While provision of the pilot data is not mandatory for entities, past experience has indicated that it is difficult for the industry to provide comprehensive feedback on proposed data collections without actually working through the process of providing of the data and so we view the pilot collections as a fundamentally important part of developing an effective and enduring data collection.

Each Topic Paper will be accompanied by draft reporting standards, a reporting template to collect pilot data, specified reporting periods for RSE licensees to provide data in the template and due dates for submission.

Following the collection and review of the Phase 1 pilot data, an updated data template will be provided to entities for completion to further test and clarify the draft reporting standards.

Following the first data collection after the Phase 1 Reporting Standards have been finalised, APRA intends to publish the data received.  It is intended that the released data will assist RSE licensees in meeting their obligations under SPS 515. It will also inform Phases 2 and 3 of the SDT project.

This table summarises the key features of the initial pilot data collection for this topic paper: 

What is required? Use best endeavours to complete the reporting template according to the instructions provided.
Reporting entities All RSE licensees are to provide information for each RSE and MySuper product.
Reporting period Ending 30 June 2020
Due date 16 October 2020
Where to submit? Via SecureDoc. Submitting entities will be contacted by APRA to arrange access.
Any queries? Via email superdatatransformation@apra.gov.au

Appendix 1 – Key changes proposed to asset allocation reporting 

Concept

Current requirements

Proposed changes

Coverage of data collection

Asset allocation data collected at the RSE level and for MySuper investment options and select investment options.

Under SRS 550.0, APRA proposes to collect asset allocation data for all investment options.

Strategic asset allocation levels

Strategic asset allocation information is collected for MySuper and select investment options.

Under SRS 550.0, APRA proposes introducing an additional level of strategic asset allocation reporting allowing entities to report more granular components of the high-level strategic asset allocation. This enables the construction of a more complete picture of the strategic asset allocation decisions made by the RSE.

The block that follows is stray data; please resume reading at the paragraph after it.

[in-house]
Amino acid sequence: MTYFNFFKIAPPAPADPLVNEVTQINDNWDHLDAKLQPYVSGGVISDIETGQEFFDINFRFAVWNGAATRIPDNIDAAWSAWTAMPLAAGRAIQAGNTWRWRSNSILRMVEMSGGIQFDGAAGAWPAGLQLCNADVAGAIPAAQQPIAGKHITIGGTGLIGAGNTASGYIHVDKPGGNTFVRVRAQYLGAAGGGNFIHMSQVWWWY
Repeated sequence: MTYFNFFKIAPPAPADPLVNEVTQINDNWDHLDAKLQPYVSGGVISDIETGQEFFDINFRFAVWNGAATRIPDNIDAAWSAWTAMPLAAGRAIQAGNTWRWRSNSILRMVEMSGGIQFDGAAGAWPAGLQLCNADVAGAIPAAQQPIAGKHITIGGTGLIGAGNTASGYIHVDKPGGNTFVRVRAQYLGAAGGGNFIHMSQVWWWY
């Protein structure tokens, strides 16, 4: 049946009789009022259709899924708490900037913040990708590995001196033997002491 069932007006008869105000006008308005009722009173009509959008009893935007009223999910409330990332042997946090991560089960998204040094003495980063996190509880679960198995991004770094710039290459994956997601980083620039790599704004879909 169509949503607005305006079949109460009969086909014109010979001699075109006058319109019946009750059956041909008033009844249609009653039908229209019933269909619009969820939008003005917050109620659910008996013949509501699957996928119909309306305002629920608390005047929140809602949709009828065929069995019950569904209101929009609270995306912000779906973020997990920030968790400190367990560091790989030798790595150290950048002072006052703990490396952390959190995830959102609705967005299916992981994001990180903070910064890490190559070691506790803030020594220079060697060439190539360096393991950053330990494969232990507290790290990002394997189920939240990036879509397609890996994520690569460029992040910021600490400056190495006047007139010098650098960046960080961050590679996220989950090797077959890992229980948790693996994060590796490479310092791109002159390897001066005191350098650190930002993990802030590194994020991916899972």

Strategic asset allocation – currency exposure

Currency exposure information is collected for MySuper and select investment options under the currency hedging ratio.

Under SRS 550.0, APRA proposes introducing a “currency exposure” asset class to capture currency exposure targets set at the investment option level. This would replace current reporting of targets in the currency hedging ratio variable and would not be required reporting for those investment options without targets set at this level. This enables more accurate and interpretable reporting.

Asset class subsectors

Directly and indirectly held investments are characterised through the use of seven asset classes and the investment’s domicile and listing type. Fixed income instruments are further characterised with respect to a number of attributes specific to that asset class.

Under SRS 550.0, APRA proposes introducing additional granularity to the collection of investment characteristics in the form of a series of asset class subcategories.

Synthetic exposure

Under the existing superannuation data collection, SRF 530.0 and 533.0 collect the effective exposure of directly and indirectly held investments to their respective asset class.

Under SRS 550.0, APRA is proposing to collect the synthetic exposure of each investment alongside its effective exposure. From this, the total market value of the physical investment can be derived.

Investments

Asset allocation data for directly held and indirectly held investments are captured in separate items. In these items, data regarding the proportion of assets allocated through individually managed mandates and, in the case of indirectly held investments, the investment vehicle type.

Under SRS 550.0, APRA is proposing to consolidate the reporting of asset allocation investments data for directly and indirectly held investments into a single item. Additionally, the characteristics of the investments held are reported using the new asset class sub-categorisations.

Currency exposure

Information regarding currency exposure by individual currencies is not collected.

Under SRS 550.0, APRA is proposing to capture the value of assets domiciled in major foreign currencies.

Derivatives

Under SRS 534.0 item 1 and 3, exposure to derivatives and the counterparties engaged in these contracts are collected at the RSE level on an annual basis. Items 2 and 4 collect data detailing the total value of assets pledged to secure these derivative positions and how those assets are attributed to each counterparty, respectively.

Under SRS 550.0, APRA proposes making a series of changes:

  • the collection of items 1 and 3 of SRS 534.0 as a consolidated item;
  • the introduction of a unique identifier for each counterparty;
  • the collection of information describing the type of collateral pledged to secure positions with counterparties; and
  • Consolidating derivatives reporting currently collected under SRS 534.0 and SRS 722.0 under a single reporting standard.